Since 1-1-13, Medicare has been secondary, and in return for my Medicare annual premium outlay of between $1200 and $1300 (round numbers), I have been able to avoid paying a cent towards my employer's deductibles of between $1600 and $2000, and out of pocket max of between $3500 and $4000 - a very nice annual savings and return on my Medicare premiums (and also my employer's health insurance annual premiums of roughly $900 to $1800).
I suspect the good times are going to come to an abrupt end starting 1-1-15, when Medicare becomes primary and my employer's insurance secondary. If I understand the change in insurance precedence properly, the 20% portion that Medicare does not pay on each claim will drop into my employer's insurance $2000 deductible, and when that is met, will then be subject to my employer's insurance 15% copay, which will continue until I reach the full $4000 annual out of pocket max.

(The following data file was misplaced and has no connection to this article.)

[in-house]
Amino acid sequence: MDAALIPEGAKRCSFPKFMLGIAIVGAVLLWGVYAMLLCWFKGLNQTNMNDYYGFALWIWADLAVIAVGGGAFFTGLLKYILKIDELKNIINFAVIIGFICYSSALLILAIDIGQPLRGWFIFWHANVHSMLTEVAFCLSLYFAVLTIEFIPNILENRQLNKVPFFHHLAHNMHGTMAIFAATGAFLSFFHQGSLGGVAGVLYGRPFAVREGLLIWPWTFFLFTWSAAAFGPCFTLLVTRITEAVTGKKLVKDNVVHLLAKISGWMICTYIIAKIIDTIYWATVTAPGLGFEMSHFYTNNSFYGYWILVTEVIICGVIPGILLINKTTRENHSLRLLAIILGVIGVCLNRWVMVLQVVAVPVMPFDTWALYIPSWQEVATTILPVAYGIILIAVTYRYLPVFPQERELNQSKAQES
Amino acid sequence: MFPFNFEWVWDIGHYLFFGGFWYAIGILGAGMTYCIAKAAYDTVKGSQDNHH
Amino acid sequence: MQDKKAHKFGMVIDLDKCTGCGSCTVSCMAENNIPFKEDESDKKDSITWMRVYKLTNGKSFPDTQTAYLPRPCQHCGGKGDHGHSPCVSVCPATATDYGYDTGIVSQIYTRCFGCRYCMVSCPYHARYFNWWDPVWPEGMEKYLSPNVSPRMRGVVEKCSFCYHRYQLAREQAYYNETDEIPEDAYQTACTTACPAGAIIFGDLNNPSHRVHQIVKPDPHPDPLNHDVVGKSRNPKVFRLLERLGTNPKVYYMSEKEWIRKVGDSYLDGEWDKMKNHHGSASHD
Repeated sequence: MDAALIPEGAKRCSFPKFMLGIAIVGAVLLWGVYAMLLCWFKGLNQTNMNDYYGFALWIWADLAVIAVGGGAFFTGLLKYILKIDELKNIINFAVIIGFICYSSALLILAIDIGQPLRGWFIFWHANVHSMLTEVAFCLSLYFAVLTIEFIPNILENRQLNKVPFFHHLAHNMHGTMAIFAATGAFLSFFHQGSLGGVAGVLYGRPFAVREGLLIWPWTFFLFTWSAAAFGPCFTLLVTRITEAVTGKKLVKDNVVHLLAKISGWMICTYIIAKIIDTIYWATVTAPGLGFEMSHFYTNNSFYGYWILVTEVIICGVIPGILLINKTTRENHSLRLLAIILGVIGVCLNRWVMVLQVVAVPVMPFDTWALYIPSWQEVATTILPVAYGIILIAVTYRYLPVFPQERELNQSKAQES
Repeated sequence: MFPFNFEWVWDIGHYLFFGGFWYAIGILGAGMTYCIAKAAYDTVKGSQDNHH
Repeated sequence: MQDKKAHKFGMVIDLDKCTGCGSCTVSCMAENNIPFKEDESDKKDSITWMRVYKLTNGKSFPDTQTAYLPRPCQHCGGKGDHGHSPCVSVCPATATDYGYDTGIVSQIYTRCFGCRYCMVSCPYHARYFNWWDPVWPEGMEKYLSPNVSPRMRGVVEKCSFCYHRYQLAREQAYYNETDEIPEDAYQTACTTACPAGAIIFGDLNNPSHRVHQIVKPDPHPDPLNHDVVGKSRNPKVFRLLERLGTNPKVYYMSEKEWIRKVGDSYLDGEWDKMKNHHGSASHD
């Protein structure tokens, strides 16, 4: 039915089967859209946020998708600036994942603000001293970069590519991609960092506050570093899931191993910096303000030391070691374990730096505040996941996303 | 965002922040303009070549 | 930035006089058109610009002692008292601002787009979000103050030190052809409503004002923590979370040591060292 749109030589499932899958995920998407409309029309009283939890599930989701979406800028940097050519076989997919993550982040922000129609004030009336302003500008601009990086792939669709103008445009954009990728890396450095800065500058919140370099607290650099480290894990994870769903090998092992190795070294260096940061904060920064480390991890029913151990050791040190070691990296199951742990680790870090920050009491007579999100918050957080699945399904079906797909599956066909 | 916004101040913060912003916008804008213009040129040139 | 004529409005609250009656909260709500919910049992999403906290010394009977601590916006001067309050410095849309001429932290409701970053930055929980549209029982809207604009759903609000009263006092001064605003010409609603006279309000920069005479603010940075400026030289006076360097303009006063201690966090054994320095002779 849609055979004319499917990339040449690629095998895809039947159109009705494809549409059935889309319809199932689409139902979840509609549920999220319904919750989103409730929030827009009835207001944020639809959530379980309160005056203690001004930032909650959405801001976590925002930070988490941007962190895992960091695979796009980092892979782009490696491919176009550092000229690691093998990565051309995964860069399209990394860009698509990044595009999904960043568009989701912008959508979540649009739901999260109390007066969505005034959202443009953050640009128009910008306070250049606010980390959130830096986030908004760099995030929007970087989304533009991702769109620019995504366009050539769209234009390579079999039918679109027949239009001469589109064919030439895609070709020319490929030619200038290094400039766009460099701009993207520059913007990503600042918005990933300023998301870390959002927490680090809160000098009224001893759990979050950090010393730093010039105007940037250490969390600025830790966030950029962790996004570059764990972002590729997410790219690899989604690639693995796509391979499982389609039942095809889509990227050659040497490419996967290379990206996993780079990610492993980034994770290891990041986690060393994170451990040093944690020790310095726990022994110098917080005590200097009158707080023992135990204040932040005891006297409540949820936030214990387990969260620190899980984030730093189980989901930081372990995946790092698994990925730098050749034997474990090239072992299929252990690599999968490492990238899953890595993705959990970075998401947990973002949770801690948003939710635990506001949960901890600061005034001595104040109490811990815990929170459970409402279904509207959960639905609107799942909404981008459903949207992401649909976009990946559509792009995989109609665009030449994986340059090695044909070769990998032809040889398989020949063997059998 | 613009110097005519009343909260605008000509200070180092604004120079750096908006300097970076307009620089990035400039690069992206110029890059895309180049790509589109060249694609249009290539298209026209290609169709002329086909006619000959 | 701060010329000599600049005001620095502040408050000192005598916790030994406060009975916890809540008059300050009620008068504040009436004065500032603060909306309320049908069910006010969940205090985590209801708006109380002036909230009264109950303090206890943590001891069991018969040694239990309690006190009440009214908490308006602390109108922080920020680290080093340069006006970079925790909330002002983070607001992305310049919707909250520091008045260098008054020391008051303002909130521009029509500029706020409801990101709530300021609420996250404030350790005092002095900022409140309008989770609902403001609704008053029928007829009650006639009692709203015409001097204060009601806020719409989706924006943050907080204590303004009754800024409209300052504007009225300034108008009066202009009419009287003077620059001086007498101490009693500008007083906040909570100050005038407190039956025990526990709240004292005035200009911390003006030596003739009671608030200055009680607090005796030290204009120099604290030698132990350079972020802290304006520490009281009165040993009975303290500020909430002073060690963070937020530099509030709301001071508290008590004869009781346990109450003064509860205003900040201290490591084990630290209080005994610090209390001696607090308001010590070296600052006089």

According to my calculations, even with the reduced reimbursement for each HHD treatment as paid by Medicare, the 20% portion as it drops into my annual deductible and then at a 15% copay, will have me paying out of pocket all through 2015 before I reach the $4000 out of pocket max.
In 2013 and 2014, the deductible and copay accumulation to out of pocket max was reached by late January of each year owed to the much larger amount reimbursed for each HHD treatment by my employer's insurance. The $3500 (2013) and subsequently $4000 (2014) out of pocket max amounts got picked up by Medicare and/or were never submitted by my provider's to Medicare, perhaps owed to the significantly lower reimbursement rates - roughly 1/3rd of my employer's insurance.
Unless my calculations are wrong, the new arrangement with Medicare primary and employer's insurance secondary, will produce little if any financial benefit for my Medicare premium investment - I will be stuck paying my employer's insurance $4000 out of pocket max in stark contrast to 2013 and 2014, when my out of pocket max was limited to my annual Medicare premiums of about $1200 to $1300, a difference of $2700 to $2800 per year out of pocket that I saved. Regrettably, this will remain the case until I decide to retire in 6 to 8 years and then become subject to a whole new set of medical insurance circumstances.